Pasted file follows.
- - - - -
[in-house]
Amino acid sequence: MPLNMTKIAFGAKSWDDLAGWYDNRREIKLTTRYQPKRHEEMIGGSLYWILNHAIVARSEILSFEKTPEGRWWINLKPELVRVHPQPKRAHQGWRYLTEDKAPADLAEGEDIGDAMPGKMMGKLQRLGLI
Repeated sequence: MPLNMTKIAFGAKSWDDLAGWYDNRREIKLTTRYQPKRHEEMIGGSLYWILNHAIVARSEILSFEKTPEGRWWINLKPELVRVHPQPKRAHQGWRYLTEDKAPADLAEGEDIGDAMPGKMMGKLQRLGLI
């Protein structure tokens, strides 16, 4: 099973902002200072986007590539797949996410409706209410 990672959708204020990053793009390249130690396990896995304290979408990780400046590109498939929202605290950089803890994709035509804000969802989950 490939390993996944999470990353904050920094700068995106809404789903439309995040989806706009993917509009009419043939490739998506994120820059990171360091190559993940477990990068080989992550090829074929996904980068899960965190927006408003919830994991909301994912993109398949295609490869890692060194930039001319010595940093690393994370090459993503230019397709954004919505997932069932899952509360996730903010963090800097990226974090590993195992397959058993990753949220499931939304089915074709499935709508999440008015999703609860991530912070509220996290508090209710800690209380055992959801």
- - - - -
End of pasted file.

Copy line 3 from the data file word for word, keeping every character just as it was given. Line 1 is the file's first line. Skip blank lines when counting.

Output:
Repeated sequence: MPLNMTKIAFGAKSWDDLAGWYDNRREIKLTTRYQPKRHEEMIGGSLYWILNHAIVARSEILSFEKTPEGRWWINLKPELVRVHPQPKRAHQGWRYLTEDKAPADLAEGEDIGDAMPGKMMGKLQRLGLI